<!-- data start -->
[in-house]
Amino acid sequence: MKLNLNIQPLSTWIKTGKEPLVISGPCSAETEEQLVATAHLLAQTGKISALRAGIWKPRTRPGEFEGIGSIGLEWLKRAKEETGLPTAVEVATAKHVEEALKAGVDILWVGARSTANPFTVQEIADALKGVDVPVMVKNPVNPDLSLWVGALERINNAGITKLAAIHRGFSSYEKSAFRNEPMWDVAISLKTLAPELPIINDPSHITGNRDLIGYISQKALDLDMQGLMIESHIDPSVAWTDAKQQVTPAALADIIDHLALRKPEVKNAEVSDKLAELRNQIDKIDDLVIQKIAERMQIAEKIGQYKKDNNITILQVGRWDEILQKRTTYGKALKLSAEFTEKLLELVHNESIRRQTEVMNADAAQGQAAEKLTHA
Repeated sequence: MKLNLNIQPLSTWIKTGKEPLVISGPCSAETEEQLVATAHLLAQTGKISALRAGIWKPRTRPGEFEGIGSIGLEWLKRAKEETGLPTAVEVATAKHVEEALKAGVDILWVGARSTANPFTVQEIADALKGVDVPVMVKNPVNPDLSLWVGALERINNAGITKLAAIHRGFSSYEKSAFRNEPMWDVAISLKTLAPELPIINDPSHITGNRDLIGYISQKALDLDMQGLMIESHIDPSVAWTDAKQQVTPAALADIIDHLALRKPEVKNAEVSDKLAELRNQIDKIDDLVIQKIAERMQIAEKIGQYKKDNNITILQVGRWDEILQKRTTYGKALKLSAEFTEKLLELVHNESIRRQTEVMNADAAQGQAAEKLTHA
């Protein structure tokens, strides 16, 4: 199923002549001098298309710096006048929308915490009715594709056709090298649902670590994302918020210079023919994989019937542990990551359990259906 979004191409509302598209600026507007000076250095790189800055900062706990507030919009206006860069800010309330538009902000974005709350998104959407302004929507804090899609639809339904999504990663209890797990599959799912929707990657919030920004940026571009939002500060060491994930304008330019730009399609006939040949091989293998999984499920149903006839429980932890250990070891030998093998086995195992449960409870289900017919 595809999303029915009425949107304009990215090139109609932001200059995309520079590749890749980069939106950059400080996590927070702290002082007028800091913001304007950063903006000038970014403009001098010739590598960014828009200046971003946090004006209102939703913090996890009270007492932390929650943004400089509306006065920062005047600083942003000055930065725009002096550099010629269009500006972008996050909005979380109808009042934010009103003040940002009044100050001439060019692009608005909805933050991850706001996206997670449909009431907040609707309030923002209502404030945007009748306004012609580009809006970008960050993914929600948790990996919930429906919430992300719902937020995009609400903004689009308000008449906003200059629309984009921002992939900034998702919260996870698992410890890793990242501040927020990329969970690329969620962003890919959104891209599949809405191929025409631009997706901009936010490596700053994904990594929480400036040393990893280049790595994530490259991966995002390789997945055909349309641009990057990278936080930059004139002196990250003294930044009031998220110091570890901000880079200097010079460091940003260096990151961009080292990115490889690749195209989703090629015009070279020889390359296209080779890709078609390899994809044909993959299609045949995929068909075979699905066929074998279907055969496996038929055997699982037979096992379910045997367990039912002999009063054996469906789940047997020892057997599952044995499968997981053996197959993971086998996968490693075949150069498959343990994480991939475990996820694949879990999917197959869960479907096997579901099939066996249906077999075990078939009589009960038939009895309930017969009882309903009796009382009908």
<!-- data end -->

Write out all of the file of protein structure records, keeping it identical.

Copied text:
[in-house]
Amino acid sequence: MKLNLNIQPLSTWIKTGKEPLVISGPCSAETEEQLVATAHLLAQTGKISALRAGIWKPRTRPGEFEGIGSIGLEWLKRAKEETGLPTAVEVATAKHVEEALKAGVDILWVGARSTANPFTVQEIADALKGVDVPVMVKNPVNPDLSLWVGALERINNAGITKLAAIHRGFSSYEKSAFRNEPMWDVAISLKTLAPELPIINDPSHITGNRDLIGYISQKALDLDMQGLMIESHIDPSVAWTDAKQQVTPAALADIIDHLALRKPEVKNAEVSDKLAELRNQIDKIDDLVIQKIAERMQIAEKIGQYKKDNNITILQVGRWDEILQKRTTYGKALKLSAEFTEKLLELVHNESIRRQTEVMNADAAQGQAAEKLTHA
Repeated sequence: MKLNLNIQPLSTWIKTGKEPLVISGPCSAETEEQLVATAHLLAQTGKISALRAGIWKPRTRPGEFEGIGSIGLEWLKRAKEETGLPTAVEVATAKHVEEALKAGVDILWVGARSTANPFTVQEIADALKGVDVPVMVKNPVNPDLSLWVGALERINNAGITKLAAIHRGFSSYEKSAFRNEPMWDVAISLKTLAPELPIINDPSHITGNRDLIGYISQKALDLDMQGLMIESHIDPSVAWTDAKQQVTPAALADIIDHLALRKPEVKNAEVSDKLAELRNQIDKIDDLVIQKIAERMQIAEKIGQYKKDNNITILQVGRWDEILQKRTTYGKALKLSAEFTEKLLELVHNESIRRQTEVMNADAAQGQAAEKLTHA
């Protein structure tokens, strides 16, 4: 199923002549001098298309710096006048929308915490009715594709056709090298649902670590994302918020210079023919994989019937542990990551359990259906 979004191409509302598209600026507007000076250095790189800055900062706990507030919009206006860069800010309330538009902000974005709350998104959407302004929507804090899609639809339904999504990663209890797990599959799912929707990657919030920004940026571009939002500060060491994930304008330019730009399609006939040949091989293998999984499920149903006839429980932890250990070891030998093998086995195992449960409870289900017919 595809999303029915009425949107304009990215090139109609932001200059995309520079590749890749980069939106950059400080996590927070702290002082007028800091913001304007950063903006000038970014403009001098010739590598960014828009200046971003946090004006209102939703913090996890009270007492932390929650943004400089509306006065920062005047600083942003000055930065725009002096550099010629269009500006972008996050909005979380109808009042934010009103003040940002009044100050001439060019692009608005909805933050991850706001996206997670449909009431907040609707309030923002209502404030945007009748306004012609580009809006970008960050993914929600948790990996919930429906919430992300719902937020995009609400903004689009308000008449906003200059629309984009921002992939900034998702919260996870698992410890890793990242501040927020990329969970690329969620962003890919959104891209599949809405191929025409631009997706901009936010490596700053994904990594929480400036040393990893280049790595994530490259991966995002390789997945055909349309641009990057990278936080930059004139002196990250003294930044009031998220110091570890901000880079200097010079460091940003260096990151961009080292990115490889690749195209989703090629015009070279020889390359296209080779890709078609390899994809044909993959299609045949995929068909075979699905066929074998279907055969496996038929055997699982037979096992379910045997367990039912002999009063054996469906789940047997020892057997599952044995499968997981053996197959993971086998996968490693075949150069498959343990994480991939475990996820694949879990999917197959869960479907096997579901099939066996249906077999075990078939009589009960038939009895309930017969009882309903009796009382009908």